Wednesday, February 15, 2012
Three Celia Rowlson-Hall shorts, 2010-2011
The short films of Celia Rowlson-Hall were recently introduced to me by Jeremy Richey, via an interview he conducted with Rowlson-Hall at his blog. She is a young filmmaker, model, choreographer and dancer who has posted many of her haunting, charming shorts online at Vimeo, where all of the films I'm writing about here can be watched for free. She's a versatile and fascinating figure whose films range from dreamlike bursts of subconscious imagery to elegant fashion showcases to cute/creepy psychodramas.
Prom Night is unquestionably her most powerful work, a dazzling eight-minute tour of the associations conjured up by the title. Throughout the short, Rowlson-Hall, who often appears as a performer in her own work, takes on a number of different roles and personae, using simple costume changes and fluid transitions to shuffle through a succession of female archetypes while dancing, alone, in a school gymnasium full of colored balloons. All the while, the Ronettes' hypnotic "Be My Baby" is looped on the soundtrack, at first blaring and then muted when the camera shifts to a more distant observation point, peering in through a window in the closed gym doors.
Rowlson-Hall is a dynamic screen presence, with an expressive face well-suited to the frequent closeups she gives herself. At the start of the film, she wanders at the fringes of the dance floor, sipping punch, her eyes darting around the room, nervous and excited, taking in the sights and waiting for the arrival of her date, represented by the camera's point-of-view. Then, growing bolder, she begins flirting with the camera, her dance partner, which is playfully reeled in by Rowlson-Hall's invisible fishing rod, floating closer and closer to her until the camera is directly facing her. She defuses this intimacy by making funny faces, then grows self-conscious and awkward, keeping her face mostly turned away from the camera and the dance partner it represents, only casting sidelong glances at the lens, smiling nervously and sweetly, an incarnation of the shy, excited prom date enjoying a romantic dance. Rowlson-Hall then begins reaching forward, past the camera, to take off the clothes of her "date," coming up with a suit jacket, shirt and undershirt. In the film's most startling moment, she then pulls the undershirt over her head and gathers the folds of her blue dress up around her, and for a few moments she's been transformed into an embodiment of the Virgin Mary, waving her finger, tsk-tsk, in a gesture of inaccessibility and chasteness. Only moments later, she ducks down out of the frame, and after a cut, she reappears in a skimpy red Baywatch-style one-piece bathing suit, stuffing balloons into her chest to become a voluptuous sex symbol.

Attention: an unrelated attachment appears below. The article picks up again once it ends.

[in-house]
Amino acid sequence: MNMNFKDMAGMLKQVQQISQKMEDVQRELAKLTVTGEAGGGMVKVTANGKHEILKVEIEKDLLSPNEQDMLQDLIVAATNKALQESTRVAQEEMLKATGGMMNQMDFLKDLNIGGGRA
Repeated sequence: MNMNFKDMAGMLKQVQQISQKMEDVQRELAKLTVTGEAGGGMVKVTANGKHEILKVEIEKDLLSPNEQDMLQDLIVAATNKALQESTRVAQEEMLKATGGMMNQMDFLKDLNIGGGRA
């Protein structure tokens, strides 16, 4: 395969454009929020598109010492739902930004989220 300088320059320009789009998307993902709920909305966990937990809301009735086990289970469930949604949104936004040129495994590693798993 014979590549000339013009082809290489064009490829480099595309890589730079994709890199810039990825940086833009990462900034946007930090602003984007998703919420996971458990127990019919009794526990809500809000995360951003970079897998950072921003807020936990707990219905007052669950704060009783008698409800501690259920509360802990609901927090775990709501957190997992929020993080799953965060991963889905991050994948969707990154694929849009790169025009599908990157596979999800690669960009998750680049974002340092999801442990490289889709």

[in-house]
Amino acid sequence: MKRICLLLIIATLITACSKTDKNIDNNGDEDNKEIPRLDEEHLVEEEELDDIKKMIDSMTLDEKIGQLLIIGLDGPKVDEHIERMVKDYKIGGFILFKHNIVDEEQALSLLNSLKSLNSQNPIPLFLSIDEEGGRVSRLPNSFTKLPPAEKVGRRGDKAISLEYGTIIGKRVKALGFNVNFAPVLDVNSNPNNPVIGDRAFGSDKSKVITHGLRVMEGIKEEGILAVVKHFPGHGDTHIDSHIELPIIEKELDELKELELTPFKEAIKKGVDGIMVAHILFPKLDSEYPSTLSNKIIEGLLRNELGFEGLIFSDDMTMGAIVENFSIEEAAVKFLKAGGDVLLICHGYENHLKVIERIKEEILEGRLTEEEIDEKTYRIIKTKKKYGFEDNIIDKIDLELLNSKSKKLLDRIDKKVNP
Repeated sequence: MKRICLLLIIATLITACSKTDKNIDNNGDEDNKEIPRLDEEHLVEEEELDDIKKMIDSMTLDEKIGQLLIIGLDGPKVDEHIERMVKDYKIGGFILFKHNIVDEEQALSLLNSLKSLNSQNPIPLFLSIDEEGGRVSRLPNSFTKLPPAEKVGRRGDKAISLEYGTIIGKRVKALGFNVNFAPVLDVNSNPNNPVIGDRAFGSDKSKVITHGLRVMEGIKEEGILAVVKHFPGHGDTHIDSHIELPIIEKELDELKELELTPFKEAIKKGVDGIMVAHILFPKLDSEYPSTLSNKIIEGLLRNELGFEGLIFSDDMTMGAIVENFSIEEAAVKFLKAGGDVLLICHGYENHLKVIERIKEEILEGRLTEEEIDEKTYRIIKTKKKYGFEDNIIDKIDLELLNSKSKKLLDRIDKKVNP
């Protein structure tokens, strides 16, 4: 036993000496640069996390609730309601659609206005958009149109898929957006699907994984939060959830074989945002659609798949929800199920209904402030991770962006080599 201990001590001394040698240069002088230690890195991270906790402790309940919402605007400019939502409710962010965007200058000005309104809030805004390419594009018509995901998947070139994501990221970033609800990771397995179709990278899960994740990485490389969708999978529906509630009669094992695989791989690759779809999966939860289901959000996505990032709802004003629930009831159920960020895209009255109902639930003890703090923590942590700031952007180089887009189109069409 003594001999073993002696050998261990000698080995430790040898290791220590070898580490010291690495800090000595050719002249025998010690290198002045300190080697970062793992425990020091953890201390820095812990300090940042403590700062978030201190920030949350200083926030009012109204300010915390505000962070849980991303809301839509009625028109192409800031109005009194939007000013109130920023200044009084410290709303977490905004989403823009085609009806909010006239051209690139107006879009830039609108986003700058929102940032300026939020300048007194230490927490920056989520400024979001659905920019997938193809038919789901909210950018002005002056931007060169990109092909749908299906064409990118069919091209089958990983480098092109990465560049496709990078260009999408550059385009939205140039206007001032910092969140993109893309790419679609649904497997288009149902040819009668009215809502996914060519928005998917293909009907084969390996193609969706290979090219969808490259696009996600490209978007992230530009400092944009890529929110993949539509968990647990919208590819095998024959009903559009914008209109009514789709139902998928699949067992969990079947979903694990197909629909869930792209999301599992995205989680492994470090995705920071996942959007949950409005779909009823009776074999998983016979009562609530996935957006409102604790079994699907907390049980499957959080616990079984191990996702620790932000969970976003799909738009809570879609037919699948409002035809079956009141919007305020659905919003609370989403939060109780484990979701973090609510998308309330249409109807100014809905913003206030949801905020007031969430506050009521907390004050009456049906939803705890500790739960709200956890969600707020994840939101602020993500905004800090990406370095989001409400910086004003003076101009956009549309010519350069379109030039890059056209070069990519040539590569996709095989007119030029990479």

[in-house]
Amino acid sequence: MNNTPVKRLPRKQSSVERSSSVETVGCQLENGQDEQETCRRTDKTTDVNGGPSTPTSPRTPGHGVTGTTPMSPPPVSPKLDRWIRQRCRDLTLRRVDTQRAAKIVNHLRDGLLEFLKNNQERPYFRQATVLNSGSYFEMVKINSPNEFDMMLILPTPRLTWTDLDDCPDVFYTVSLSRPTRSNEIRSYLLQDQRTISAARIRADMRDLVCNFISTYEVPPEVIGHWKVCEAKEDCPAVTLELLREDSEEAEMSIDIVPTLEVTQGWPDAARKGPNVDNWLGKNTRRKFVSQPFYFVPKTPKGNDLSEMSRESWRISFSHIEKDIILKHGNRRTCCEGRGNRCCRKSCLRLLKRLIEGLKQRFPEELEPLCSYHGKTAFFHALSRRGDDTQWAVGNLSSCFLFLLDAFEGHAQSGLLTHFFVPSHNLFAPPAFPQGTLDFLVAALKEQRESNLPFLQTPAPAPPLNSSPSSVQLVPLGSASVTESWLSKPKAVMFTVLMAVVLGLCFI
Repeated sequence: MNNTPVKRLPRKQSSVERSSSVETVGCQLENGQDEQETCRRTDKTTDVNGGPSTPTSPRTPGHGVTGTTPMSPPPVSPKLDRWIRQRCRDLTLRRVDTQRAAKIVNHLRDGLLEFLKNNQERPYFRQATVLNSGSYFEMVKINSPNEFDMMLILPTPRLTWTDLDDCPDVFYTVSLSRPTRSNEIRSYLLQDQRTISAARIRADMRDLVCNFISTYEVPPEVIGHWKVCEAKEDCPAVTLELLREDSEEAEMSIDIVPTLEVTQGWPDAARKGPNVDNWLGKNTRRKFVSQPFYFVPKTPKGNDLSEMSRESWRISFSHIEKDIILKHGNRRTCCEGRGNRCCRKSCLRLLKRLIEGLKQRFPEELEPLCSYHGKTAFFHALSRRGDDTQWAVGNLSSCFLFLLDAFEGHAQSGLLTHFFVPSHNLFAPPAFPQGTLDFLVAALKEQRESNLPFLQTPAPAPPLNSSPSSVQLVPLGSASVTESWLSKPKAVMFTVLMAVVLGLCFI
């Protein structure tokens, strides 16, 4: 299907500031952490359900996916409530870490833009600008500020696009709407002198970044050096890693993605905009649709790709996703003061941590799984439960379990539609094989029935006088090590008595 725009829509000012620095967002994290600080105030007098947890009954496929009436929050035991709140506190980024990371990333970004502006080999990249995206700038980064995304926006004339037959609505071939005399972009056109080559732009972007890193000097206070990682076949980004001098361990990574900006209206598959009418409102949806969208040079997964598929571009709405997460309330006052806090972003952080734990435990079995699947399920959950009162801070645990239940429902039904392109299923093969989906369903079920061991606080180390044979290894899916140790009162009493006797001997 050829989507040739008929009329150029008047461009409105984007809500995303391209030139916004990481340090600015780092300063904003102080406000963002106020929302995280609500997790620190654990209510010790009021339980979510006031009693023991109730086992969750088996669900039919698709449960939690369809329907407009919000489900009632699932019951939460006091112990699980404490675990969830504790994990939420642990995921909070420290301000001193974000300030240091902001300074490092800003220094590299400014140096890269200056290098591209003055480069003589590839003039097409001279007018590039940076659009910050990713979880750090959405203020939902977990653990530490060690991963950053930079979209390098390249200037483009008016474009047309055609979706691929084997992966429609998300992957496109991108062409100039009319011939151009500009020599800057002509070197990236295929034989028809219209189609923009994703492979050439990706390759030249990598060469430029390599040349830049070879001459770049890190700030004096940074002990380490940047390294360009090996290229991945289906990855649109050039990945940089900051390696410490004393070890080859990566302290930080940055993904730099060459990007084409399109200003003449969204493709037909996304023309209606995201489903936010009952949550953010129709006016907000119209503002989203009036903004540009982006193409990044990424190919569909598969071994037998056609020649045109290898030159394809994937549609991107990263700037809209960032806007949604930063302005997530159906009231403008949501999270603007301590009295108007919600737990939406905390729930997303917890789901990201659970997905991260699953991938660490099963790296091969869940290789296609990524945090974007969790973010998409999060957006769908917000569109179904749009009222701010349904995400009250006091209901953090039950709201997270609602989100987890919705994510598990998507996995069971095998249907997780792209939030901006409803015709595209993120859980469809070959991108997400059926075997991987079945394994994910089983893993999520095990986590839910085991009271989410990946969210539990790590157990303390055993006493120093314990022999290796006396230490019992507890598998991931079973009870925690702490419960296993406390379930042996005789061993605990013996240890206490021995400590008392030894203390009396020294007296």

These fluid transformations suggest that Rowlson-Hall is enacting various archetypes and stereotypes of femininity, embodying alternately the demure hometown girl, the untouchable symbol of spiritual purity, the Pamela Anderson sex kitten, the lollipop-sucking Lolita, Madonna with her infamous cone bra. She even channels the ultimate prom movie, Carrie, by dumping a bowl of red punch over her head. It's a beautiful film, alternately funny and eerie, sweet and sinister, but always tinged with nostalgia. Rowlson-Hall is delving subtly into the many different meanings of the prom in American culture: as a locus of sexuality, as a stage for enactments of gender roles, as a repository for memories of adolescence, as a last ritual of the teen years before the transition into adulthood. The prom is so loaded with potential meanings, and Rowlson-Hall's exploration of this event is ambiguous and multi-faceted enough to encompass them all.
It's an evocative and mysterious film, especially in its second half, when the camera observes from a fixed point outside the gym, peeking voyeuristically in through a window, as Rowlson-Hall alternately dances energetically and wanders listlessly about. This perspective, coupled with the now-muted Ronettes soundtrack, lends an aura of aching nostalgia to these scenes, as though the mind is now wandering away from this past, the memory growing more and more distant and faded. At the same time, the film's repetition, and the never-ending loop of the arch-romantic song, suggests that the same primal scenes play out over and over again, with different girls, different dances, different gyms.